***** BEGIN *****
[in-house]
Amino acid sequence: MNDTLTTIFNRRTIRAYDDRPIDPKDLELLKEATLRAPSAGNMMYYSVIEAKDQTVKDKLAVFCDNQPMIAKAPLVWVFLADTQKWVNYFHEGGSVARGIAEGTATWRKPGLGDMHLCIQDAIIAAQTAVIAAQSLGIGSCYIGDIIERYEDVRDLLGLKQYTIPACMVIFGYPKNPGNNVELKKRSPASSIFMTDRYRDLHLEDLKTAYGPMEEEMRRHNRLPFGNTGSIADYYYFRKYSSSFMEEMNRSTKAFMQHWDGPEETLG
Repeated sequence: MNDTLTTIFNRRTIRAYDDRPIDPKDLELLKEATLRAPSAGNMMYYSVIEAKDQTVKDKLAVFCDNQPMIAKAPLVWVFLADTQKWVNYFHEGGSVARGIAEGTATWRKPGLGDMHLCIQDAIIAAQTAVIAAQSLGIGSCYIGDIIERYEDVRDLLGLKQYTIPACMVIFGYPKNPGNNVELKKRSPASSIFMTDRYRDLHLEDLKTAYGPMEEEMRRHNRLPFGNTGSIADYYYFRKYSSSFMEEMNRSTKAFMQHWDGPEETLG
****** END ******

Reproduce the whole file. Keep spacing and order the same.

[in-house]
Amino acid sequence: MNDTLTTIFNRRTIRAYDDRPIDPKDLELLKEATLRAPSAGNMMYYSVIEAKDQTVKDKLAVFCDNQPMIAKAPLVWVFLADTQKWVNYFHEGGSVARGIAEGTATWRKPGLGDMHLCIQDAIIAAQTAVIAAQSLGIGSCYIGDIIERYEDVRDLLGLKQYTIPACMVIFGYPKNPGNNVELKKRSPASSIFMTDRYRDLHLEDLKTAYGPMEEEMRRHNRLPFGNTGSIADYYYFRKYSSSFMEEMNRSTKAFMQHWDGPEETLG
Repeated sequence: MNDTLTTIFNRRTIRAYDDRPIDPKDLELLKEATLRAPSAGNMMYYSVIEAKDQTVKDKLAVFCDNQPMIAKAPLVWVFLADTQKWVNYFHEGGSVARGIAEGTATWRKPGLGDMHLCIQDAIIAAQTAVIAAQSLGIGSCYIGDIIERYEDVRDLLGLKQYTIPACMVIFGYPKNPGNNVELKKRSPASSIFMTDRYRDLHLEDLKTAYGPMEEEMRRHNRLPFGNTGSIADYYYFRKYSSSFMEEMNRSTKAFMQHWDGPEETLG